Synonyms: 
809
ER-2 809
ER-2
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A-SMLS in spearpod mounted on ER-2

A-SMLS in spearpod mounted on ER-2

Air-LUSI Lunar Irradiance Spectrum

Airborne Lunar Spectral Irradiance

Air-LUSI makes highly-accurate, SI-traceable measurements of lunar spectral irradiance.  These measurements can be used to validate or adjust current models of lunar spectral irradiance used for calibration Earth observing satellites.  Air-LUSI is initially being used to address the current 5-10% uncertainty in knowledge of exo-atmospheric spectral lunar irradiance. Improved lunar spectral irradiance model accuracy will help satellite instruments to use the Moon as an absolute calibration reference, greatly improving the versitility and speed of on-orbit satellite calibration.  Air-LUSI has two main subsystems:

  • IRIS - IRradiance Instrument Subsystem is a non-imaging telescope with an integrating sphere feeding light via fiber optics to a spectrometer.
  • ARTEMIS - Autonomous, Robotic TElescope Mount Instrument Subsystem keeps telescope fixed on the Moon to within less than 0.1°.  This system uses a tracking camera on the telescope and control computer.

We are targeting lunar phases withing 5° to 90° of the Full Moon.  Air-LUSI measurements lunar spectral irradiance with spectral resolution of 3.7 nm with 0.8 nm sampling from 300 nm to 1100 nm, with accuracy target of better than 1% (k=1).  Future system performance will include measurements out to 2500 nm with ≤ 10 nm resolution.  Demonstration flights with the Air-LUSI provided an unprecedented sub-percent level of accuracy <0.8% (k=1) relative uncertainty from 400 nm to 950 nm.  Future measurement accuracy is expected to be <0.5% (k=1).

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Fast Cloud Droplet Probe

SPEC has developed a Fast Cloud Droplet Probe (FCDP) with state-of-the-art electro-optics and electronics that utilizes forward scattering to determine cloud droplet distributions and concentrations in the range of 1.5 to 50 microns.  Though designed for cloud droplet measurements, the probe has also shown reliable measurements in ice clouds.  The new electronics include a temperature controlled fiber-coupled laser, FSSP-300 optics with pinhole limiting depth of field (Lance et al. 2010), a field programmable gate array (FPGA), 40 MHz analog-to-digital-converter (ADC) sampling, custom amplifiers, a very small and low power Linux based 400 MHz processor and a 16-Gigabyte flash drive that stores data at the probe.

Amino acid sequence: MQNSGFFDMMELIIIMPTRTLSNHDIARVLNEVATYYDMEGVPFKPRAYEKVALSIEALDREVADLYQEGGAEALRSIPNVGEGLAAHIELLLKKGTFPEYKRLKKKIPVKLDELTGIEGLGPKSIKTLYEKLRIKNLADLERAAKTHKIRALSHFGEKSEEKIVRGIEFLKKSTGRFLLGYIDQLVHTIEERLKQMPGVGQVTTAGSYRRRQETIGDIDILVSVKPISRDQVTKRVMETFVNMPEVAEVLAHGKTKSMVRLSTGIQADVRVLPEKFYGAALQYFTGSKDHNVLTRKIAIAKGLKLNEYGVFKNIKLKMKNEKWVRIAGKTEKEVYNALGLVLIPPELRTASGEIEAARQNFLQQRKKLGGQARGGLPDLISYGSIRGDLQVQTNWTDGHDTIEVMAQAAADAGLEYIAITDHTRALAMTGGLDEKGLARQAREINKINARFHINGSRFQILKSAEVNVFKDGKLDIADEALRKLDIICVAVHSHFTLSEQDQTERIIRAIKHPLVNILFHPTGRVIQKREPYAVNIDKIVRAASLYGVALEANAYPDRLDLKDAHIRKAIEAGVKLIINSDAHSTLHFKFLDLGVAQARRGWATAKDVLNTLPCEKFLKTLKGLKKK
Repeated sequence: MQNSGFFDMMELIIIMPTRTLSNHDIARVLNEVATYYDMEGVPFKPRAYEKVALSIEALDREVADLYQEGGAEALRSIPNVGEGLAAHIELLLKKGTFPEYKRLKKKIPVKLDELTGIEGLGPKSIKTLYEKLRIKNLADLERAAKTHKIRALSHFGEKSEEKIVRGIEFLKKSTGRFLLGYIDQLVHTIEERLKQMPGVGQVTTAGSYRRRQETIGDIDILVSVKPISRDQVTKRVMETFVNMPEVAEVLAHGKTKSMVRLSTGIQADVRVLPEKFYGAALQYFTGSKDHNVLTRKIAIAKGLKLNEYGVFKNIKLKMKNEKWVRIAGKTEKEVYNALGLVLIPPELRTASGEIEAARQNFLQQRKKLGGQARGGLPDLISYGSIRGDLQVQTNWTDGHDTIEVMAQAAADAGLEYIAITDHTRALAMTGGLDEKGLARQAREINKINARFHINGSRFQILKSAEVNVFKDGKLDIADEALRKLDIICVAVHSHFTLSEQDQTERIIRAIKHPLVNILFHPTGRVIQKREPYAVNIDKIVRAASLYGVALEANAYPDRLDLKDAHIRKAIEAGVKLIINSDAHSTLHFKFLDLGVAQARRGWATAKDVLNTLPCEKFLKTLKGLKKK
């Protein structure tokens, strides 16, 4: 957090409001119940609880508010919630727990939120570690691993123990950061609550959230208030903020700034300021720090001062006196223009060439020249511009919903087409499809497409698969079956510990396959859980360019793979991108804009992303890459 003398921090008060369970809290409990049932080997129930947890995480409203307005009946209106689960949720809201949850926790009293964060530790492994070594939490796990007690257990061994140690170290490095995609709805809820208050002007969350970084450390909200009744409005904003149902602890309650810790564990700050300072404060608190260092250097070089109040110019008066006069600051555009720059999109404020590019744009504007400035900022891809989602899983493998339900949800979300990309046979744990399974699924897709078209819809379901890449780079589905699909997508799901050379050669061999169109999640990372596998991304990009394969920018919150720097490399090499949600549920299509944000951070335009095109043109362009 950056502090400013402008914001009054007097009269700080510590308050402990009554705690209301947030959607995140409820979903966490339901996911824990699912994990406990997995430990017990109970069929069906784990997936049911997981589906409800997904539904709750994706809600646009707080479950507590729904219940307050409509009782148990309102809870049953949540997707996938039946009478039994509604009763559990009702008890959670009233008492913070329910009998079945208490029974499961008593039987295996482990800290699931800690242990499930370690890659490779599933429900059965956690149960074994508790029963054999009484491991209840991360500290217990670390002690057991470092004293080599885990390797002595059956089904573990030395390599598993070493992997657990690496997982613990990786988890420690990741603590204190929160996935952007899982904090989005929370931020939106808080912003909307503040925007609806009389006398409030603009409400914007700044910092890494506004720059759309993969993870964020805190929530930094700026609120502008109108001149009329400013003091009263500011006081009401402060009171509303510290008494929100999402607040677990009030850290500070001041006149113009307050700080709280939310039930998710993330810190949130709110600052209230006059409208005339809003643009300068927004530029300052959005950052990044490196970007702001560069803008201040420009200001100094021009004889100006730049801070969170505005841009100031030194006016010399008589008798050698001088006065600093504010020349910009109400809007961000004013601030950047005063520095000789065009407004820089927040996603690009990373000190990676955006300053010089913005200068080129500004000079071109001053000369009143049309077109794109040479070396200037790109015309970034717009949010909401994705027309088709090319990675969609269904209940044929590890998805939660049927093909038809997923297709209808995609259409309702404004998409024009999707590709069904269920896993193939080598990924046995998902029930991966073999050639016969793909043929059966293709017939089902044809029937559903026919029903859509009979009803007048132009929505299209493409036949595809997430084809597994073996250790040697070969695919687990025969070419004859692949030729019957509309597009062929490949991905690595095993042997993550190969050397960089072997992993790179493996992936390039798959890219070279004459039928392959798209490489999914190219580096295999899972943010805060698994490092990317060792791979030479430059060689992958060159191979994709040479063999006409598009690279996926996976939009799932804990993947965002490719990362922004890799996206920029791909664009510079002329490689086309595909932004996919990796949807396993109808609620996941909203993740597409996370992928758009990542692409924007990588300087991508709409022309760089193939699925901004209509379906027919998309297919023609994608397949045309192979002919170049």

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WB-57 - JSC, NASA P-3 Orion - WFF, Global Hawk - AFRC, Learjet SPEC, NASA DC-8 -AFRC, ER-2 - AFRC
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Compact Airborne NO2 Experiment

The NASA GSFC Compact Airborne NO2 Experiment (CANOE) instrument measures nitrogen dioxide (NO2) on both pressurized and unpressurized (high-altitude) aircraft. Using non-resonant laser induced fluorescence (LIF), CANOE possesses the high sensitivity, fast time response, and dynamic range needed to observe NO2 throughout the troposphere and lower stratosphere.

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Compact Airborne Formaldehyde Experiment

The NASA GSFC Compact Airborne Formaldehyde Experiment (CAFE) instrument measures formaldehyde (CH2O) on both pressurized and unpressurized (high-altitude) aircraft. Using non-resonant laser induced fluorescence (LIF), CAFE possesses the high sensitivity, fast time response, and dynamic range needed to observe CH2O throughout the troposphere and lower stratosphere.

Formaldehyde is produced via the oxidation of hydrocarbons, notably methane (a ubiquitous greenhouse gas) and isoprene (the primary hydrocarbon emitted by vegetation). Observations of CH2O can thus provide information on many atmospheric processes, including:
 - Convective transport of air from the surface to the upper troposphere
 - Emissions of reactive hydrocarbons from cities, forests, and fires
 - Atmospheric oxidizing capacity, which relates to formation of ozone and destruction of methane
In situ observations of CH2O are also crucial for validating retrievals from satellite instruments, such as OMI, TROPOMI, and TEMPO.

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DC-8 - AFRC, ER-2 - AFRC, C-23 Sherpa - WFF, HL5200 Hanseo University (NIER)
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CAFE installed in ER-2 Superpod mid-body

Rapid Ozone Experiment

The NASA Rapid OZone Experiment (ROZE) is an in situ instrument capable of measuring ozone (O3) throughout the troposphere and lower stratosphere on airborne platforms. The instrument uses cavity-enhanced absorption to measure the amount of ozone in a sampled volume flowing through an optical cell. The high-sensitivity of the cavity-enhanced detection scheme and the small sample volume enable high precision measurements in short integration times, making this instrument suitable for measuring O3 fluxes (the exchange between the Earth's surface and atmosphere) with the eddy covariance technique. The instrument is designed for autonomous operation and requires minimal support (and no gases or dry ice) in the field. An inlet mounted in the free stream is needed to sample ambient air.

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Hunter AAF Homeschool Students

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